All I want to know is what my very good friend Jerry Lewis was doing at the French Open. And what was my other very good friend Corbin Bernsen doing at the Belmont. Pas très chic, wouldn't you agree? Not when everybody who is anybody, and especially somebody in L.A. (if not L.A. Law), was doing pro basketball last week. Not when my very good friend Dancing Barry was unveiling his latest partner, Dancing Belly (?), and then dumping her into my very good friend Brandon Tartikoff's lap. Not when my very good friend Natalie Cole was singing the national anthem, replacing "were so gallantly streaming" with "C'mon y'all." (A totally awesome touch.) And certainly not when my very good friends Rick Dees, Wayne Gretzky and Cathy Lee Crosby were appearing in the "welcome" lights of the Fabulous Forum's fabulous scoreboard right up there with Hormel Chili. Hey, I forgot how truly great the NBA was until I went to the championship series and a Celebrity Telethon broke out.
Now of course my very good friends Jer and Sammy didn't make it for the first couple of games, but all the rest of the gang was there...and not the Gang Green, which is what the L.A. papers called the poor suckers from Boston who kept getting blown away. Like Beverly Hills props, too.
I speak of my very good friends Gabe Kaplan and Lisa Hartman and Lou Gossett Jr. and O.J. Simpson down near the fabulous floor, not to mention my very good friend Jack Nicholson who was practically embedded in it. Jack took some time off from the set of Iron weed, the set being in Albany—yuck—N.Y., to join my very good friend Lou Adler, who, if you don't know (and you probably don't), is the bearded guy who sits next to him. Go ahead and laugh at his flowered shirt and his tourist hat, but Lou doesn't have to work another day in his life after producing albums for some of my very good friends, like Carole King, that's all. So after the Lakers beat the Gang Green 342-17 and 366-12, Jack and Lou and my other very good friends went to Lou's club, the Roxy, to eat, drink and, well, just say no.
It is difficult to select last week's greatest of all NBA championship moments, but I was finally able to pick two favorites: guessing which drop-absolutely-positively-dead outfit my very good friend Dyan Cannon would show up in at courtside, and overhearing a strange man wearing a tank top, sunglasses, a razor blade around his neck and an earring in his ear say, "I'm telling you, I just saw Hal David."
June 14, 1987
What's it all about, Alfie? Oh, sorry. I didn't really get a chance to say just win, baby, to my very good friend Al Davis or dy-no-mite to my very good friend Jimmie Walker or even hello to my very good friends Johnny Carson, Kirk Douglas and John McEnroe, probably because it was fairly impossible to work the arena under the duress of Laker coach Pat Riley's tasteless harangue against, let's face it, the public's right to a show. Can you believe it? Riley was concerned that his team's reputation was wasting away in Celebrityville. He felt the onslaught of my very good friends was reinforcing the image of his basketball team as, I quote him, "A bunch of glitter-group, superficial laid-backs." Riley said, "This is the hardest-working team I've ever had, but regardless of what we do, we're minimized...we're empty people...and most of us aren't even from California."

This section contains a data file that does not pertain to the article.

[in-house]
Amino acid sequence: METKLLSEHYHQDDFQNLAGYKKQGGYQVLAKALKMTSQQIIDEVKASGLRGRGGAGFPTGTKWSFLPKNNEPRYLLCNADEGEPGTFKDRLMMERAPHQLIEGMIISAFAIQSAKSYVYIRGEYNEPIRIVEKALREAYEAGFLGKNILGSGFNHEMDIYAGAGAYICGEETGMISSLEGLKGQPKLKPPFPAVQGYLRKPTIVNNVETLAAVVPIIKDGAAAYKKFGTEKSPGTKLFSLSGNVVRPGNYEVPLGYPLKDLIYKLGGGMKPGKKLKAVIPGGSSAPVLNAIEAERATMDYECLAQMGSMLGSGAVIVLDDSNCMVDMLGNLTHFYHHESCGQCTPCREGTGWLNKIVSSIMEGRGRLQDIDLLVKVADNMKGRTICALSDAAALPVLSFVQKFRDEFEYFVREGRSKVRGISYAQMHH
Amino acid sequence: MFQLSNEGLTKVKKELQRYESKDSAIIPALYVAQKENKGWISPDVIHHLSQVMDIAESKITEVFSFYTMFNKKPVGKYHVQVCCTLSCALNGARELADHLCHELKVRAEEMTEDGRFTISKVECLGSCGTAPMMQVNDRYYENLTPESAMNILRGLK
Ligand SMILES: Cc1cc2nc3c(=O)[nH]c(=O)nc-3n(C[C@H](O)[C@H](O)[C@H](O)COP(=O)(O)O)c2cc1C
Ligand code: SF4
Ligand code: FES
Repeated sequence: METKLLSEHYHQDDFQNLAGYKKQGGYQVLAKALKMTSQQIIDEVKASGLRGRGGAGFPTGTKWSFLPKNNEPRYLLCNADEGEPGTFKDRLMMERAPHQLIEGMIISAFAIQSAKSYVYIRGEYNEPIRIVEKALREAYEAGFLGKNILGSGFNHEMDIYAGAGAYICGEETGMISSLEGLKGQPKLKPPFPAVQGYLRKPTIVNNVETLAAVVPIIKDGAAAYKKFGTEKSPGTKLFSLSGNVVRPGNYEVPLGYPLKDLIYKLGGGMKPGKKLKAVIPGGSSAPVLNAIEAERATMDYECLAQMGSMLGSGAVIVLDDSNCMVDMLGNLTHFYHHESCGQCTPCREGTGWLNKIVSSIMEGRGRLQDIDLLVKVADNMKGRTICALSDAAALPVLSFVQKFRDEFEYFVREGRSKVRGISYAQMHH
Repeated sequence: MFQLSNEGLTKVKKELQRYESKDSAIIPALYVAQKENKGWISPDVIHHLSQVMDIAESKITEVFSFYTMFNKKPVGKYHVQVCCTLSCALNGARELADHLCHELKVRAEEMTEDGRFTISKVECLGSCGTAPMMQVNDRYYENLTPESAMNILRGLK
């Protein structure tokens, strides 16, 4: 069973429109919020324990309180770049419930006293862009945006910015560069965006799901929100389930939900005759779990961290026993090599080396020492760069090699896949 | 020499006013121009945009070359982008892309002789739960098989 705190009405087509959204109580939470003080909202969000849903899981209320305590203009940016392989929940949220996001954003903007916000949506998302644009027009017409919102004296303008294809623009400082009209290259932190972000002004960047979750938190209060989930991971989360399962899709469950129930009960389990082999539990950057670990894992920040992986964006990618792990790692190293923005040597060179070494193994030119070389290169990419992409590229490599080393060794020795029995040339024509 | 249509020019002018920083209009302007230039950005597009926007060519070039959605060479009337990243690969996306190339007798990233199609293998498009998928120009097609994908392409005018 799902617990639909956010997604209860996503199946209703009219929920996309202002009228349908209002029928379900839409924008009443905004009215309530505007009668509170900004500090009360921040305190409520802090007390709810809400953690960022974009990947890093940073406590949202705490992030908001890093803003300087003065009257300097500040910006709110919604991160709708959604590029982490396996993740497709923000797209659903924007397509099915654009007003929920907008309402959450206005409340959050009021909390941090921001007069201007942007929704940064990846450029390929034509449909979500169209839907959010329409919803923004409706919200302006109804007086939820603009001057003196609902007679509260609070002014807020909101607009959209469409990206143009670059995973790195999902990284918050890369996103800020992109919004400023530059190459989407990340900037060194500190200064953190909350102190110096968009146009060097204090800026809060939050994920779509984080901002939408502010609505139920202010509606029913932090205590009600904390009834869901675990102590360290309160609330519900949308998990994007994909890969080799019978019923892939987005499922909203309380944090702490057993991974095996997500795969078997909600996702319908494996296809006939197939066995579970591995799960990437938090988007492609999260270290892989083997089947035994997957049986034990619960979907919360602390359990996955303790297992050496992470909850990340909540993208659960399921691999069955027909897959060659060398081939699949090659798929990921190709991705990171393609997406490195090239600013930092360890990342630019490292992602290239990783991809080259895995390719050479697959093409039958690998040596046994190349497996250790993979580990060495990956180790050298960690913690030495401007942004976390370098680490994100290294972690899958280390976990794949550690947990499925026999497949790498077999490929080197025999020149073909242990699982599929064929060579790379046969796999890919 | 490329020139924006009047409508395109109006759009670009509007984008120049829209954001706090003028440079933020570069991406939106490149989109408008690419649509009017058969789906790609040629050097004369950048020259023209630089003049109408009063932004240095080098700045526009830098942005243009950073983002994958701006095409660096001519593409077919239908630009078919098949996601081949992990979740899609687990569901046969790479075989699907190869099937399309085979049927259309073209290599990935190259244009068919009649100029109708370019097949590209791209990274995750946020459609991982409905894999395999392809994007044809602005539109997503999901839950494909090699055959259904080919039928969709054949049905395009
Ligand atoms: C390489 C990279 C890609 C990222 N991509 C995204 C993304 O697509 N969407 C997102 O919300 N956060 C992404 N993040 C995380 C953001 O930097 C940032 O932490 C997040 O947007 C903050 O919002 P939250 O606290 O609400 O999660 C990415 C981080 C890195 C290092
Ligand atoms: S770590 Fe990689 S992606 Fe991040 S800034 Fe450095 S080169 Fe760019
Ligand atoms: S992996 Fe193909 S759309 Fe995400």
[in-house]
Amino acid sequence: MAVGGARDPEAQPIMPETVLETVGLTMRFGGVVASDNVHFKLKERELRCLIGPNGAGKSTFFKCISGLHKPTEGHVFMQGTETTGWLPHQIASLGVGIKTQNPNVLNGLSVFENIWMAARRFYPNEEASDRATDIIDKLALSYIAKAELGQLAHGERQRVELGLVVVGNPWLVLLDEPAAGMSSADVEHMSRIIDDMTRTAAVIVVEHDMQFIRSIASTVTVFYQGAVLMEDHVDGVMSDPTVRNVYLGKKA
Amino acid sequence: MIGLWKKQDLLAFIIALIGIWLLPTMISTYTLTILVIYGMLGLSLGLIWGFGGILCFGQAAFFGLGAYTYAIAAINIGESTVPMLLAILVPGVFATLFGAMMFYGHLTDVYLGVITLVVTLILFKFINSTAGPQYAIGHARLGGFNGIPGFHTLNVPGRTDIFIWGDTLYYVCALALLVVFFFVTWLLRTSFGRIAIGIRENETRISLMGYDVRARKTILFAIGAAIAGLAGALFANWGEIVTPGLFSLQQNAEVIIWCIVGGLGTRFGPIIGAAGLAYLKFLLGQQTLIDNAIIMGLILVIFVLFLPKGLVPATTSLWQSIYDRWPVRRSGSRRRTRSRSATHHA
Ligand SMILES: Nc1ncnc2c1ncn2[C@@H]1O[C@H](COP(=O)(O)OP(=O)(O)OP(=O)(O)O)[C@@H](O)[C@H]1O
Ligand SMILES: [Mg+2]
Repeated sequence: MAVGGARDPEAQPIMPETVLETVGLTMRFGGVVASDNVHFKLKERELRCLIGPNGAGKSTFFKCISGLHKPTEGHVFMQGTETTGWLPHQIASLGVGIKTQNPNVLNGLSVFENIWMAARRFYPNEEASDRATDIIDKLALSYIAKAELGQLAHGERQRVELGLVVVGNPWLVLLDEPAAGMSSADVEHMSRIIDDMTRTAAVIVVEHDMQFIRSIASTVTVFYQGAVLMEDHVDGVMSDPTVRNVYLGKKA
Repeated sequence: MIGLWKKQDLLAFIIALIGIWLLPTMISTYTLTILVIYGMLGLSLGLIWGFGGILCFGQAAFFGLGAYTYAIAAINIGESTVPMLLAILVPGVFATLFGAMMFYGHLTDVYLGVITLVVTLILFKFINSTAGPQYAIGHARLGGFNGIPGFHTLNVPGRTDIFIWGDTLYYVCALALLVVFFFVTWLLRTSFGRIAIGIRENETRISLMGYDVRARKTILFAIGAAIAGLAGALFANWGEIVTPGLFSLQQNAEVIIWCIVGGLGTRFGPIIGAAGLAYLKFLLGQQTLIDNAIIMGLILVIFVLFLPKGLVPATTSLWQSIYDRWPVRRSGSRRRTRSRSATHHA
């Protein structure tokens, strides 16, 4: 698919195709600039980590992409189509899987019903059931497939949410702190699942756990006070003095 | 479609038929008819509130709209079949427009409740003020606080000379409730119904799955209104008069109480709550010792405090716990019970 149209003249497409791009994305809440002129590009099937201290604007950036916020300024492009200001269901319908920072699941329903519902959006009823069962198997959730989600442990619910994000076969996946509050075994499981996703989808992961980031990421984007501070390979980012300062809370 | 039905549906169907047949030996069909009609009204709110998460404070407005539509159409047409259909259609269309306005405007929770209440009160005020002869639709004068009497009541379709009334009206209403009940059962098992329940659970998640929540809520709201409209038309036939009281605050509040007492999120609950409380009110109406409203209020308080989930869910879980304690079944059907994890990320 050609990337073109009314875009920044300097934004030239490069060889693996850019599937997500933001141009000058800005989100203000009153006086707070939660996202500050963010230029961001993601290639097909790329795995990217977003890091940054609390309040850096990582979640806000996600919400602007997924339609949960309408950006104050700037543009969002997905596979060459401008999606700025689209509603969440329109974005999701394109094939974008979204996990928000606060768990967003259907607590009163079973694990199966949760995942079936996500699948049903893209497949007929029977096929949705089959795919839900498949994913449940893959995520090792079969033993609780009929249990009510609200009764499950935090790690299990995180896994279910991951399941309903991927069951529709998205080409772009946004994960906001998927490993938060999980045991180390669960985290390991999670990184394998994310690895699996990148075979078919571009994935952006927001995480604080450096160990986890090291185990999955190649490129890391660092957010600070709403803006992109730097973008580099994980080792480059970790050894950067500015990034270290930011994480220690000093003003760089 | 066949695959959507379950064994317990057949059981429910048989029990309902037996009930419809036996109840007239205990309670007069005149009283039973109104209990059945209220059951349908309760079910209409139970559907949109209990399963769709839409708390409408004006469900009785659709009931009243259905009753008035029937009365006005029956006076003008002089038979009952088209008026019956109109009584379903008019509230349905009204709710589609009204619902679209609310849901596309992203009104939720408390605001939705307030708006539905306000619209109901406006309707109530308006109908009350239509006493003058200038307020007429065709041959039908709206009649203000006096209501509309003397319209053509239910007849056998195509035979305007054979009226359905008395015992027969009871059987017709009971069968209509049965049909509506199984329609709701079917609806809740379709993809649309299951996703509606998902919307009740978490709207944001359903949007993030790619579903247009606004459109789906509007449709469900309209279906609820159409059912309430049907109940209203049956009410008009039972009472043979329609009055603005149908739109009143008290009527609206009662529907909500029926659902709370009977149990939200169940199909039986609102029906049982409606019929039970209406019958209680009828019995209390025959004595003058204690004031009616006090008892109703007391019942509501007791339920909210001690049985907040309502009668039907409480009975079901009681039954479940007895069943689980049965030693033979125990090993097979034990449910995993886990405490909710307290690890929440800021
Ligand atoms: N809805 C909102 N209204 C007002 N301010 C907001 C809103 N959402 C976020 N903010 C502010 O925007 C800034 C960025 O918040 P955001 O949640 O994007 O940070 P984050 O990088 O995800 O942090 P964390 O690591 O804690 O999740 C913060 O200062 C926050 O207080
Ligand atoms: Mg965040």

Picky, picky. It wasn't horrid enough that Riley once threw my very good friend Michael Jackson out of the Laker locker room and didn't even know who he was! Gross! (Wait till Michael buys the Lakers and replaces Riley with a llama.) And this was after he allowed Whoopi Goldberg, the very first of my very good distaff friends, to cross the threshold. But then last week the coach labeled the scene in the home-team dressing quarters "a sideshow, a zoo, a circus" (obviously, Riles was confused) and vowed that "things would change."
And merely because my very good friends Don Johnson and Bruce Willis (who, after all, were invited in by my very good friend, Laker owner Jerry Buss) burst upon L.A.'s post-Game 1 festivities accompanied by an entourage of approximately 4,000 and stole some media away from old what's-his-name, Kareem Adbald-Goggles?
Were my guys sharp? Hey, pal, do bees be? Bruce had on a black T-shirt and his Wicked Witch of the West red boots; in semiexclusive interviews he predicted both an L.A. sweep and a seven-game series. What, you think the guy's got sushi for brains? Get horizontal. "James Worthy, the baddest dude," Don said to James Worthy. Then they went into the shower room to kibitz with Magic Johnson. "The thing is," Magic fairly squealed later, "they wants to be us and we wants to be them."
Imagine my disgust after Game 2 when a security guard appeared outside the Laker locker room and announced, "All celebrities wait outside. Media only, inside." Imagine my quandary—where to go?
Ultimately, having snuck by the fuzz, I frantically combed the Laker dressing cubicles for any of my very good friends. Just before giving up hope, I spotted one. It was Henry Winkler, a fellow crasher, the Fonz himself. Henry breathlessly mumbled the password to Riley, "Beautiful, just beautiful," and gave me a hello. If there is one thing my very good friend is, it's sincere. Then he went to congratulate Kurt Rambis. "Kurt," said Henry. "I'd like to introduce you to my very best friend...." I edged closer. "...Steve."
The NBA finals. They're still fantastic.